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When then the Fates that breath they gave shall

claim, And the short marble but preserve a name, A little verse my all that shall remain ; Thy passing courser's slackened speed restrain ; (Thou envied honour of thy poet's days, Of all our youth the ambition and the praise !) Then to my quiet urn awhile draw near, And say, while o'er that place you drop the tear, Love and the fair were of his youth the pride ; He lived, while she was kind ; and when she frown'd, TASSO, GERUS. LIB. CANT. XIV. ST. 32.

he died.

“Preser commiato, e sì 'l desio gli sprona,” &c.

DISMISS'D at length, they break through all delay

To tempt the dangers of the doubtful way; And first to Ascalon their steps they bend, Whose walls along the neighbouring sea extend, Nor yet in prospect rose the distant shore; Scarce the hoarse waves from far were heard to roar, When thwart the road a river roll d its flood Tempestuous, and all further course withstood ; The torrent stream his ancient bounds disdains, Swoll'n with new force, and late-descending rains. Irresolute they stand ; when, lo ! appears The wondrous Sage : vigorous he seem'd in years, Awful his mien, low as his feet there flows A vestment unadorn'd, though white as new-fall’n


Against the stream the waves secure he trod,
His head a chaplet bore, his hand a rod.

As on the Rhine, when Boreas' fury reigns,
And winter binds the floods in icy chains,
Swift shoots the village-maid in rustic play,
Smooth, without step, adown the shining way,
Fearless in long excursion loves to glide,
And sports and wantons o'er the frozen tide.

So moved the seer, but on no harden'd plain ;
The river boil'd beneath, and rush'd toward the

Where fix'd in wonder stood the warlike pair,
His course he turn'd, and thus relieved their care :

Vast, oh my friends, and difficult the toil
To seek your hero in a distant soil !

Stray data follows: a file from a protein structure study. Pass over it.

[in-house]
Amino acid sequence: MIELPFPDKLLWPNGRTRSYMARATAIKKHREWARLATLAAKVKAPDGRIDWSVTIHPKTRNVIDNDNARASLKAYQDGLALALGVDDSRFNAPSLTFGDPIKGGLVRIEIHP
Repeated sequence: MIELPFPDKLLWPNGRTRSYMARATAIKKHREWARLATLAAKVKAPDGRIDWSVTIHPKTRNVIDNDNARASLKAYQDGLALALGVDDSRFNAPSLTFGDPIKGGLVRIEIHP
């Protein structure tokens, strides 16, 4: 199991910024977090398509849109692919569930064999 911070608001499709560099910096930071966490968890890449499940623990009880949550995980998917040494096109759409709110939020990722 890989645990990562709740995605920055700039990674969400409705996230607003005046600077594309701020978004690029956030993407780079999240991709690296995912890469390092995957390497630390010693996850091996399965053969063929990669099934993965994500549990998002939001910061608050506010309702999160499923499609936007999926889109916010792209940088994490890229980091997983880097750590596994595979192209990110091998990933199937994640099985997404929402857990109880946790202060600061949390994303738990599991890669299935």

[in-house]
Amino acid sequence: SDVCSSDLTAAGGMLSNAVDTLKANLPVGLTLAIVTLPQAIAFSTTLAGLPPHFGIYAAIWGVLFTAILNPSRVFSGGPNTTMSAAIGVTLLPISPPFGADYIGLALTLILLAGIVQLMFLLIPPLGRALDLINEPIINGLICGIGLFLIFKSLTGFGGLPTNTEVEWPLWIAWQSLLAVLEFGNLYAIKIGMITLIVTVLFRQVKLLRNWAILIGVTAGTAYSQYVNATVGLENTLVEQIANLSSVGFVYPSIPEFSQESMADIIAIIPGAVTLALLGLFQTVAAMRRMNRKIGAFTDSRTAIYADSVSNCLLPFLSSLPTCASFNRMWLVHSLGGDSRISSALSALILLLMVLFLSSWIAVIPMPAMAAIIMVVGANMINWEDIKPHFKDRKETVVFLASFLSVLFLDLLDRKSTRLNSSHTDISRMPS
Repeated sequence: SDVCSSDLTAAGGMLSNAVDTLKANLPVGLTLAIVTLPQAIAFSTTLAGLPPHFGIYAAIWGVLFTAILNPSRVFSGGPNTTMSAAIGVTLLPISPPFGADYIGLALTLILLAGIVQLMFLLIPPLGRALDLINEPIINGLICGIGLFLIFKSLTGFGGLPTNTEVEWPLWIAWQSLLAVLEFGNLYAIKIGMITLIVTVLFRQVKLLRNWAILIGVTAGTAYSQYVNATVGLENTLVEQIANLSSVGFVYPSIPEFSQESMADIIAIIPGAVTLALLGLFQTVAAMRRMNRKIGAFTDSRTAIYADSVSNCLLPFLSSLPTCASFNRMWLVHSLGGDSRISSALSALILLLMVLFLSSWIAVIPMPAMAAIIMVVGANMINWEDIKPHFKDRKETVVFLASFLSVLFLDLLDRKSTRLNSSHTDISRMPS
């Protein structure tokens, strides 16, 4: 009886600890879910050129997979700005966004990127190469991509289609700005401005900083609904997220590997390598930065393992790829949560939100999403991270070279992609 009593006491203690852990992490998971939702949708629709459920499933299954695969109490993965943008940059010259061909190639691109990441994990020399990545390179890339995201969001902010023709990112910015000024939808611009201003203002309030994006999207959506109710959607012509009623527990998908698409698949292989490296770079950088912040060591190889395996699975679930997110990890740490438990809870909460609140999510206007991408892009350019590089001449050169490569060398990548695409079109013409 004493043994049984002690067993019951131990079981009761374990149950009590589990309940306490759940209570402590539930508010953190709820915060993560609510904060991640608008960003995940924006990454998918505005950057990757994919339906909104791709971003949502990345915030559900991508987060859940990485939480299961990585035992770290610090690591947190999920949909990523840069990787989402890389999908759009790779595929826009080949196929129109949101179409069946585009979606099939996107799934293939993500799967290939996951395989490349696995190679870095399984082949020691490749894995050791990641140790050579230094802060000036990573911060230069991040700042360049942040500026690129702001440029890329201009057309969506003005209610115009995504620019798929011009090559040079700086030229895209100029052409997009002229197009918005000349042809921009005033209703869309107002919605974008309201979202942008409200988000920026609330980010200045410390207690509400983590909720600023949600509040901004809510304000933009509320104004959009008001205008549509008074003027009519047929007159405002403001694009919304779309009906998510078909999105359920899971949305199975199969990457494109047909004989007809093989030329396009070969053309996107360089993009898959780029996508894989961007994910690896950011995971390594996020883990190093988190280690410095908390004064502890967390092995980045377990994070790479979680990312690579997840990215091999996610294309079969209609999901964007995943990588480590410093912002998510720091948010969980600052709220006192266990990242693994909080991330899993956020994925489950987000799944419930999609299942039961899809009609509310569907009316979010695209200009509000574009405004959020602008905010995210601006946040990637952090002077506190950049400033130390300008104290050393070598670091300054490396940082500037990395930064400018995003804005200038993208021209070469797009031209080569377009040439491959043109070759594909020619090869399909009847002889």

No common helps, no common guide ye need,
Art it requires, and more than winged speed.
What length of sea remains, what various lands,
Oceans unknown, inhospitable sands !
For adverse fate the captive chief has hurl'd
Beyond the confines of our narrow world :
Great things and full of wonder in your ears
I shall unfold ; but first dismiss your fears ;
Nor doubt with me to tread the downward road
That to the grotto leads, my dark abode.”

Scarce had he said, before the warriors' eyes

When mountain-high the waves disparted rise ;
The flood on either hand its billows rears,
And in the midst a spacious arch appears.
Their hands he seized, and down the steep he led
Beneath the obedient river's inmost bed ;
The watery glimmerings of a fainter day
Discover'd half, and half conceal'd their way ;
As when athwart the dusky woods by night
The uncertain crescent gleams a sickly light.
Through subterraneous passages they went,
Earth's inmost cells, and caves of deep descent ;
Of many a flood they view'd the secret source,
The birth of rivers rising to their course,
Whate'er with copious train its channel fills,
Floats into lakes, and bubbles into rills ;
The Po was there to see, Danubius' bed,
Euphrates' fount, and Nile's mysterious head.
Further they pass, where ripening minerals flow
And embryon metals undigested glow,
Sulphureous veins and living silver shine,
Which soon the parent sun's warm powers refine,
In one rich mass unite the precious store,
The parts combine and harden into ore :
Here gems break through the night with glittering

And paint the margin of the costly stream,

All stones of lustre shoot their vivid ray,
And mix'd attemper'd in a various day;
Here the soft emerald smiles of verdant hue,
And rubies flame, with sapphire's heavenly blue,
The diamond there attracts the wondrous sight,
Proud of its thousand dyes and luxury of light.

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